Had I read these when I was a child, I don't know if I would have liked them. They're scary and full of bad endings, and premonitions about these bad endings that amount to beating a child over the head with foreshadowing. I don't think I would have been ready for literary bruisings at a tender age. But now, I love them. They are smart, and funny, and I like that kids less delicate than me love them. Also, they are the perfect length to read if you are bored of Self-destructive magazines at the gym. Unlike those overblown Harry Potter books. I recommend you wait for the movie on those. You can also see a movie version of this, which the back of the book recommends. "And even children know that books are more depressing than movies."

Wednesday, December 20, 2006

Snow is made by tiny white demons who only want to bring you down

I was supposed to fly home today. Unfortunately today God decided to ruin Christmas, which is ironic.

I had planned to be brave and truck it up to Denver, because I have a healthy car and a good amount of sense about driving in the snow. But first I had to drive to the office out east of Academy to drop off some papers and some keys I accidentally stole. Everyone for the day program was stranded, and the guy with austism was going crazy. "Hello, Lindsay, how are you, Lindsay?" "I'm good," I say, yelling "fuck you" in my head to the copier who has some type of obnoxious misfeed I can't wait for. "Hello, Lindsay, how are you, Lindsay?" he says again. "You already asked me that," I say. Usually after this pattern is repeated he says, "Okay, I'll stop" and saunters quickly away to ask someone else, but today he just kept going. "Does Jamie like it when I talk to her? Does Jamie like it when I touch her?" Jamie can't stand him and he knows it. "Did you see the whale on my sweater? Did you see the sea turtle on my sweater?" Yes. I like his sweater that says, "Gotta Regatta."

I rushed out of there but as I was hurriedly brushing off my car I hit my nail on the scraper, breaking it halfway down and making my finger bleed. It sucked. I got it wrapped up and continued determinedly on. I was a little Subby that could.

It took about 20 minutes to even get down to I-25, and once I was on it, I thought, "This isn't too bad! I can do this!" That was, until I realized that every so often a giant cloud of white would enfold my car, obscuring everything but the few feet of road in front of me. My windshield wipers were icing up constantly.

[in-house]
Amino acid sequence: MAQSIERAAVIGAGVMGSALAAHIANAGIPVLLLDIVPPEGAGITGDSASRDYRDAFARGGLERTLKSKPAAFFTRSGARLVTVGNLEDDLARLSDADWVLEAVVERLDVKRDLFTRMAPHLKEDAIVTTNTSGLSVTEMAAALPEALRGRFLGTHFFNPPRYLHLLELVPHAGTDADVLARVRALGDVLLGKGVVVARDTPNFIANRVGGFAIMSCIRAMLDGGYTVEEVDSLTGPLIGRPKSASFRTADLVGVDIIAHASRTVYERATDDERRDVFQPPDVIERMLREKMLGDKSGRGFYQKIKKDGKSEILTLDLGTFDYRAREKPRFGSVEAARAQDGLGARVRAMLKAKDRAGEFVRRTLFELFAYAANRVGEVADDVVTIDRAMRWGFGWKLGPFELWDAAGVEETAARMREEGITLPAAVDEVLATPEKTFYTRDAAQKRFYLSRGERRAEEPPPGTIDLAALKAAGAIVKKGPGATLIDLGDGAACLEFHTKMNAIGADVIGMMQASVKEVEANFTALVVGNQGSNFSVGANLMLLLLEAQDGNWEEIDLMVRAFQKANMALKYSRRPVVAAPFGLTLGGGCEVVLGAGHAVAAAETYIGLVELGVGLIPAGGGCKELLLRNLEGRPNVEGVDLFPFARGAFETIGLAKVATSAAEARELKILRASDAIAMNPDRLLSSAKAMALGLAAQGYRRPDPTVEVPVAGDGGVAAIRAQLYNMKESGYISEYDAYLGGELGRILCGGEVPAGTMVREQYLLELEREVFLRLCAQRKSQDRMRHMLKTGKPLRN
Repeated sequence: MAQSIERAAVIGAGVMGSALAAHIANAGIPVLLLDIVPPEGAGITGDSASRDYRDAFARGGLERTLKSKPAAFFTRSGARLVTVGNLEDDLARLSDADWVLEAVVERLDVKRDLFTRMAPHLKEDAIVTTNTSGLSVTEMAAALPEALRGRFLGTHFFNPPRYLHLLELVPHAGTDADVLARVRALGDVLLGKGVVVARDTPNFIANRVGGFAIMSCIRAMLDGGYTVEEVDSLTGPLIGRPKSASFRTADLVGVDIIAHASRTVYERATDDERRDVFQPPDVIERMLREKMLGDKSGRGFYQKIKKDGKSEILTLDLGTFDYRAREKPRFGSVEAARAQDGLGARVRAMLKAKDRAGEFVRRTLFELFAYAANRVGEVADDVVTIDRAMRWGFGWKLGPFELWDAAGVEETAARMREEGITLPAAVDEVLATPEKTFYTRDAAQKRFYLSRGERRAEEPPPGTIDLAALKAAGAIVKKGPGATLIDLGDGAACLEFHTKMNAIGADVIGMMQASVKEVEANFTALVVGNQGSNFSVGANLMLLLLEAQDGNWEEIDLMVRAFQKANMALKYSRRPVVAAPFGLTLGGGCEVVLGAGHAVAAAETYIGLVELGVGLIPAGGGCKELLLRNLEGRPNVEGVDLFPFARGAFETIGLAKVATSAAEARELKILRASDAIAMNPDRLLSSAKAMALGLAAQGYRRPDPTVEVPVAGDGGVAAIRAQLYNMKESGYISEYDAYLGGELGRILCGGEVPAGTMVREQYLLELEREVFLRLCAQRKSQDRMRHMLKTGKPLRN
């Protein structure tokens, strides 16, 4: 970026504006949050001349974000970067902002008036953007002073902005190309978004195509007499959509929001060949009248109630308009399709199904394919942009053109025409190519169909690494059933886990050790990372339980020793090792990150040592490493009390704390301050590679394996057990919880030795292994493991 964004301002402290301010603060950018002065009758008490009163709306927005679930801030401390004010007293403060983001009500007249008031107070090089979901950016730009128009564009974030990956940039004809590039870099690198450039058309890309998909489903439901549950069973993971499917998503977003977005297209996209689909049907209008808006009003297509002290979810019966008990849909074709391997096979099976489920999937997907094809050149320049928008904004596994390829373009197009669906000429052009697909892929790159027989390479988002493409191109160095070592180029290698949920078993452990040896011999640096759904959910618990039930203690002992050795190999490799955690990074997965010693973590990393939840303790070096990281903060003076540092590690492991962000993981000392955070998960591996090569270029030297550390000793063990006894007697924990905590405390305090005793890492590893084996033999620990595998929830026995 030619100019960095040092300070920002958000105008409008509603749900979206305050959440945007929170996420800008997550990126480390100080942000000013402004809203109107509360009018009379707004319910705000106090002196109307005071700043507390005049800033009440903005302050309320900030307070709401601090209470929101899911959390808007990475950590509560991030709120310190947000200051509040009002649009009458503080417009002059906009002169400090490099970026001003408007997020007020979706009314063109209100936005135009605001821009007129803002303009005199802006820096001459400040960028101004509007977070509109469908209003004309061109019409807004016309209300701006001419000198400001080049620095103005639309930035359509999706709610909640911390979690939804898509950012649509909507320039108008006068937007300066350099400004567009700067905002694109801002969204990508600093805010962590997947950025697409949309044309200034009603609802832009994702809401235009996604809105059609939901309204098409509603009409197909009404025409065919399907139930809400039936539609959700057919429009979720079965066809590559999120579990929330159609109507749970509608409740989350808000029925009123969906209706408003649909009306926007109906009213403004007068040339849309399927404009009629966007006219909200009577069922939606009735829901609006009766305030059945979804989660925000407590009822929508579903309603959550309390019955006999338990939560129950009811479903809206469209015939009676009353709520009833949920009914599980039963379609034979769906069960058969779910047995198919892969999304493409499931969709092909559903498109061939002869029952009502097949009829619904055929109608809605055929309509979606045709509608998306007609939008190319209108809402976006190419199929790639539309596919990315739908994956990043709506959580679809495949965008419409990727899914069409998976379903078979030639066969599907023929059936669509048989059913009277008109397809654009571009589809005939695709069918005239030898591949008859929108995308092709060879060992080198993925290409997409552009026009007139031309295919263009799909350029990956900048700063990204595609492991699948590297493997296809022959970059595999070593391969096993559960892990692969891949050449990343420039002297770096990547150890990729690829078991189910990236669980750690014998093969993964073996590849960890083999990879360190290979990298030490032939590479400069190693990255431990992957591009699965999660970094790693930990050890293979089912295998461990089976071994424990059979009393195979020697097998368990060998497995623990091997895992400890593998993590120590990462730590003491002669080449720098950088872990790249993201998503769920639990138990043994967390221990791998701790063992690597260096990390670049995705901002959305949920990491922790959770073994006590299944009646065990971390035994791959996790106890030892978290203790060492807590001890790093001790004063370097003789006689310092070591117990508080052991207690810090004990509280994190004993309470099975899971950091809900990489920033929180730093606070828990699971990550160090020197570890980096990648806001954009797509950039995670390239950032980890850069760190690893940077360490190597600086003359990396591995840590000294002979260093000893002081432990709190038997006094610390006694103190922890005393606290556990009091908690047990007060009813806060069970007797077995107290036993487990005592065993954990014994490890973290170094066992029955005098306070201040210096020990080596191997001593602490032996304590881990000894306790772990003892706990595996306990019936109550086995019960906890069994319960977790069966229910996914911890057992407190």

I managed to get off at the exit for Academy, which would normally be about 20 minutes from home, and pulled into the first thing I saw, the Best Western. I called my dad and told him I couldn't make it. He told me my flight was canceled. I went into the hotel expecting a small lobby and was instead met with some kind of huge garden-like atrium with big green canvas umbrellas suspended from the high ceiling. Water features were abound, and an indoor pool right there, in the lobby. I realized the effect they were going for was "outside." Except, if outside looked like this, I wouldn't be here. There were also huge poinsettias perched on top of the fountain with gold angels hovering above them, also with poinsettias in their hands. Deer rested on some kind of cotton snow covered bridge on the other mini-pool. And, I just saw this, there is a Christmas tree made of stuffed animals above the front desk. Plus, unsettling Christmas songs have been playing all day. Christmas songs are making me unhappy. They are musically sneering at me.

Through many calls to Southwest, I am now scheduled to go to Albany on December 25. I have never had a Christmas where I haven't woken up in my childhood bed, and it's something I'm oddly sentimental about. It just doesn't feel right. If I'm not in New York, Christmas is leaving me behind.

You know who's orchestrating the War on Christmas? God, with the weather in his pocket. Maybe I'll go up to the emergency shelter up at New Life and declare my Truth. But they might have given me a room here because an eighteen-wheeler is stuck behind my car and a snowdrift is in front of me. I've been here for about 6 hours now, and the hotel is turning into an unexpectedly thriving economy. The line has been out the door for the last three hours and people are actually frequenting the wierd smelling restaraunt that is shingled to look like it's "outside."